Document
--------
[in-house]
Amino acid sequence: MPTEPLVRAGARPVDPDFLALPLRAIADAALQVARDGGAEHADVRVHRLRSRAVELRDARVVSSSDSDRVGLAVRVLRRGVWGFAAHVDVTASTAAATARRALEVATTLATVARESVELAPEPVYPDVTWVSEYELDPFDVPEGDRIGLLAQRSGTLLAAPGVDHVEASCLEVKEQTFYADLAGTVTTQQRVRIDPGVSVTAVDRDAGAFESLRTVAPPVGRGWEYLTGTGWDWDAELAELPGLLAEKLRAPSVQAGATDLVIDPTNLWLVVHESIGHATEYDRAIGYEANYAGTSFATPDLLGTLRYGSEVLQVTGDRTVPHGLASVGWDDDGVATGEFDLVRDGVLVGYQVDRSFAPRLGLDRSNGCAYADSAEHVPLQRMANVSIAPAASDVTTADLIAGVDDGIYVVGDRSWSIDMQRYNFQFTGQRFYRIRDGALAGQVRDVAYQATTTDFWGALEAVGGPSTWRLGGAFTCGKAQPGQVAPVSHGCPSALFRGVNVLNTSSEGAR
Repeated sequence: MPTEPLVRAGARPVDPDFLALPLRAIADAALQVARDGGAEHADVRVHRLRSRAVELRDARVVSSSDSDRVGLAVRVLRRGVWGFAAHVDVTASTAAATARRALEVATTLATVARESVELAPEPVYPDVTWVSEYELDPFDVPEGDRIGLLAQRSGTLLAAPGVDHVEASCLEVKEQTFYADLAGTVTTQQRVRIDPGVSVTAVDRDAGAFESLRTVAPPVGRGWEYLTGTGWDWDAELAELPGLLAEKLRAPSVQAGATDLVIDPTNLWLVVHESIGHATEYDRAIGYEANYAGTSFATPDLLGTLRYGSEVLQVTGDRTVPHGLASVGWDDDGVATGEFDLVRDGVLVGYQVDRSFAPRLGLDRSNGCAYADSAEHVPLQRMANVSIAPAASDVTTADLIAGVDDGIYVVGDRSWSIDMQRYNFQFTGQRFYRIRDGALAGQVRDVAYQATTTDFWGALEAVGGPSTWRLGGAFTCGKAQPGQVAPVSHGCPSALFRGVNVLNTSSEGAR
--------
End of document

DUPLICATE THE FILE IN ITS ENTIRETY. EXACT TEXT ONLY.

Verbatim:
[in-house]
Amino acid sequence: MPTEPLVRAGARPVDPDFLALPLRAIADAALQVARDGGAEHADVRVHRLRSRAVELRDARVVSSSDSDRVGLAVRVLRRGVWGFAAHVDVTASTAAATARRALEVATTLATVARESVELAPEPVYPDVTWVSEYELDPFDVPEGDRIGLLAQRSGTLLAAPGVDHVEASCLEVKEQTFYADLAGTVTTQQRVRIDPGVSVTAVDRDAGAFESLRTVAPPVGRGWEYLTGTGWDWDAELAELPGLLAEKLRAPSVQAGATDLVIDPTNLWLVVHESIGHATEYDRAIGYEANYAGTSFATPDLLGTLRYGSEVLQVTGDRTVPHGLASVGWDDDGVATGEFDLVRDGVLVGYQVDRSFAPRLGLDRSNGCAYADSAEHVPLQRMANVSIAPAASDVTTADLIAGVDDGIYVVGDRSWSIDMQRYNFQFTGQRFYRIRDGALAGQVRDVAYQATTTDFWGALEAVGGPSTWRLGGAFTCGKAQPGQVAPVSHGCPSALFRGVNVLNTSSEGAR
Repeated sequence: MPTEPLVRAGARPVDPDFLALPLRAIADAALQVARDGGAEHADVRVHRLRSRAVELRDARVVSSSDSDRVGLAVRVLRRGVWGFAAHVDVTASTAAATARRALEVATTLATVARESVELAPEPVYPDVTWVSEYELDPFDVPEGDRIGLLAQRSGTLLAAPGVDHVEASCLEVKEQTFYADLAGTVTTQQRVRIDPGVSVTAVDRDAGAFESLRTVAPPVGRGWEYLTGTGWDWDAELAELPGLLAEKLRAPSVQAGATDLVIDPTNLWLVVHESIGHATEYDRAIGYEANYAGTSFATPDLLGTLRYGSEVLQVTGDRTVPHGLASVGWDDDGVATGEFDLVRDGVLVGYQVDRSFAPRLGLDRSNGCAYADSAEHVPLQRMANVSIAPAASDVTTADLIAGVDDGIYVVGDRSWSIDMQRYNFQFTGQRFYRIRDGALAGQVRDVAYQATTTDFWGALEAVGGPSTWRLGGAFTCGKAQPGQVAPVSHGCPSALFRGVNVLNTSSEGAR